Combating Inflation

Following Covenants, say your covenant spends £150 per year for five years. By this point, your expenses is going to be £5 higher from here on out, even if you reduce your expenses to less than £100 per year. What does it take for the damage from inflation to go away? Correct me if I am wrong to infer that inflation is cumulative, as that will answer my question if I am.

Covenants p.65 Inflation provides only a very rough "rule of thumb" guideline. Trying to parse it for info on how to reduce accrued inflation is besides its point, and at your own risk.


Technically you can deflate the economy just by ripping a lot of silver out of it, but that's only a technical deflation in the sense that, against any basket of goods, silver is worth more. The problem here of course is that the Mythic Pound isn't actually silver specie, it's a unit of account for purchasing power in a primarily barter economy. Which means you unit of account still floats free, it just makes remittances cheaper for people who actually hold specie.

You could also effectively deflate the coinage by making the goods which are generally purchased with the specie substantially cheaper, although again this is basically an accounting trick. Computers, for example, put substantial deflationary pressure on the price of consumer goods in our modern economy.

I'd also note that deflation is a really, really, really bad idea which leads to peasant revolts. The reason for this is basically that inflation makes your debts cheaper unless they have been structured to hedge inflation. Debts in time are immune, but a lot of nobles, short on cash for war or lifestyle, remit those to cash payments, and inflation erodes that over time.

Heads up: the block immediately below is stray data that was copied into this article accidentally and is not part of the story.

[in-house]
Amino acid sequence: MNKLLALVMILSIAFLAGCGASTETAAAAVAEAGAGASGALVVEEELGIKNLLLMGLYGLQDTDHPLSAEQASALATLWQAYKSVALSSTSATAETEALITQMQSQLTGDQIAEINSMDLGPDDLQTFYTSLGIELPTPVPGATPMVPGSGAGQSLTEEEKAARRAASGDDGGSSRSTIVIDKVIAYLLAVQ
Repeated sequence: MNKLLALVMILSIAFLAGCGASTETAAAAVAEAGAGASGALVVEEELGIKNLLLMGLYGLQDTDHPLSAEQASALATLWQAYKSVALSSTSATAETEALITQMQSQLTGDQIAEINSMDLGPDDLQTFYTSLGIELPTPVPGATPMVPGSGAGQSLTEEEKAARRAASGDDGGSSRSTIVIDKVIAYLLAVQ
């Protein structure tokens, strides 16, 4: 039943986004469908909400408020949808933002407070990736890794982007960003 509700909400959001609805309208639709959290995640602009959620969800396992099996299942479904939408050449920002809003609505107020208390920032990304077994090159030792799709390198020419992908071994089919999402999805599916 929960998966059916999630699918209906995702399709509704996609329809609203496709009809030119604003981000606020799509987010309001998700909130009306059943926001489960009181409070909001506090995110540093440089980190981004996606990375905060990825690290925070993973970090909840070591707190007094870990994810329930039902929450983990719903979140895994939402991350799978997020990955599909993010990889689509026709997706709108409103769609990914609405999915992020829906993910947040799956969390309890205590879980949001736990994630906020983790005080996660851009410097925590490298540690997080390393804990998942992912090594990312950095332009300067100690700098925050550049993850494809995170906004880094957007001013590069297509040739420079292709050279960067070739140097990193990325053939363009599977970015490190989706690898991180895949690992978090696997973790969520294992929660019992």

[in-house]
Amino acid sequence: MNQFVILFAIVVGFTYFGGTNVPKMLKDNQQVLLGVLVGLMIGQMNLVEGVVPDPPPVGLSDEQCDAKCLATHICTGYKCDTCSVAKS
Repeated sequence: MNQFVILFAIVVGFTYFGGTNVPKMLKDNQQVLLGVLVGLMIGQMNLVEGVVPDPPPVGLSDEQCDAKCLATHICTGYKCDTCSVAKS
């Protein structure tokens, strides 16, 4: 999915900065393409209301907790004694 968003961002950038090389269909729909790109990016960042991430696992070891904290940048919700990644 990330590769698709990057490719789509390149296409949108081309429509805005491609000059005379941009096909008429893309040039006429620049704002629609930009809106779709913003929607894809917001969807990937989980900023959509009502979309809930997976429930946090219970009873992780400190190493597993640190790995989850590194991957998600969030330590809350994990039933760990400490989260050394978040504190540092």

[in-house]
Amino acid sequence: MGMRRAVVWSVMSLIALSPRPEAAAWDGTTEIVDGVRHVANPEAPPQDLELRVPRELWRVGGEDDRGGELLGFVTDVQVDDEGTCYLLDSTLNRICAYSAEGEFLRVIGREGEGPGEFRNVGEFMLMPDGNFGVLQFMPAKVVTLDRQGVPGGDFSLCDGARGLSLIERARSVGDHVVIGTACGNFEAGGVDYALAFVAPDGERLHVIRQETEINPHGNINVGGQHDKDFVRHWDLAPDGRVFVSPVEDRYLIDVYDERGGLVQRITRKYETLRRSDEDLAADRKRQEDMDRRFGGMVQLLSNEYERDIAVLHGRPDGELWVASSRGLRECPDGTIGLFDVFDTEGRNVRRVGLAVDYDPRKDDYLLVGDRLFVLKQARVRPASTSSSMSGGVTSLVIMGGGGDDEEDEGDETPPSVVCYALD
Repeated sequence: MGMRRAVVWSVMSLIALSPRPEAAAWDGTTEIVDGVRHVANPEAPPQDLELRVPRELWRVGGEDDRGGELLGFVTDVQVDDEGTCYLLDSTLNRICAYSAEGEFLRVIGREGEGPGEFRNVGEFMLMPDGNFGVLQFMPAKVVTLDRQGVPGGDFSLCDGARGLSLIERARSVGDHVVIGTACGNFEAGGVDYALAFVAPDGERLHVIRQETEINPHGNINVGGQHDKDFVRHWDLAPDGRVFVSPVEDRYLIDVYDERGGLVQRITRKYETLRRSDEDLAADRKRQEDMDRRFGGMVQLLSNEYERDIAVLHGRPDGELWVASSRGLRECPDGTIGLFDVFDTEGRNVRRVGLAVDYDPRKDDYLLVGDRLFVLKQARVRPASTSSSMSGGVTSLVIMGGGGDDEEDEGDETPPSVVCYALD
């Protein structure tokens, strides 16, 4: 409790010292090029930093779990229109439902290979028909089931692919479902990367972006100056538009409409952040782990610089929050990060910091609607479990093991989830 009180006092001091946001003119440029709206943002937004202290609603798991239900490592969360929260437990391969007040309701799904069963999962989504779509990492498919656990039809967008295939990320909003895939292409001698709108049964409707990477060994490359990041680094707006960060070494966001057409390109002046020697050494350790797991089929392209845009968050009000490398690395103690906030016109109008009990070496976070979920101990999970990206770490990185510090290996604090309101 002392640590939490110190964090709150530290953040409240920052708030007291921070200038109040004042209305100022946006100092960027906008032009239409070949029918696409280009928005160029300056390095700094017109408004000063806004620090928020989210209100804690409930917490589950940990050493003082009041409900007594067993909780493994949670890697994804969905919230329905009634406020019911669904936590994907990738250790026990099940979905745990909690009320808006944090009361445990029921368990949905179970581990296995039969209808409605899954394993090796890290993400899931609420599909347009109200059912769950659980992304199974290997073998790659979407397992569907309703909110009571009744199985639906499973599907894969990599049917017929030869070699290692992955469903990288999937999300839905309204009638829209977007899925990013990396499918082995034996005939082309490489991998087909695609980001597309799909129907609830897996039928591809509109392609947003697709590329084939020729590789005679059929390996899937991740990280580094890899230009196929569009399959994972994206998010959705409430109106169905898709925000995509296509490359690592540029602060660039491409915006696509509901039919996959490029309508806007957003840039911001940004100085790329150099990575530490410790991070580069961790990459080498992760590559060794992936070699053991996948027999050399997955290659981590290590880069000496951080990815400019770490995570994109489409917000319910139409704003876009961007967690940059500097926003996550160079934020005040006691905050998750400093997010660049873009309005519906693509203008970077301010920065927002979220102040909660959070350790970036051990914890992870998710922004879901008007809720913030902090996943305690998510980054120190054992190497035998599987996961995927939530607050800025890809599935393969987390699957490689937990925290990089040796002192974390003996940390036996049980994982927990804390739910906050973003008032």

A more positive way is to up the consumption demand in your economy. If the surplus you make is consumed (as a higher standard of living) or traded out of your immediate area, that soaks up some inflation.

If your covenant offers something new on the surrounding 'market', by simple logic this would not be affected by the accrued inflation. So it might reduce its effect on the covenant finances, which Covenants p.64ff models.


The cumulative effect of past inflation (towards current and future expenses) is like decrepitude, once accrued you can't get rid of it!
What you can do, however (in addition to avoiding accruing further damage) is create a new source of income.

One way to control the increase of, or even decrease inflation would be to expand your local economy or your trading distance. For example, when Oculus Septentrionalis weaves the Hanseatic League together, they'll be able to spread their biz around the entire Baltic and North Sea, which will be able to absorb much more covenant expense than just Lubeck.

Um, this is Ars Magica, right? You summon the local Spirit of Inflation and bind it into a circle. No more inflation! Alternatively, use PeTe magic to destroy excess silver in the economy (preferably the excess silver of your enemies, because you hate those guys).

Interesting thought, in some tribunals you are prohibited from creating more than 2 lbs of silver per year per magus, but there is no limitation on how much you can destroy (or for that matter steal, but that tends to get you involved with mundanes)- an arcane connection to a treasury an PeTe the money supply after building up a reserve yourself and voila- income via deflation!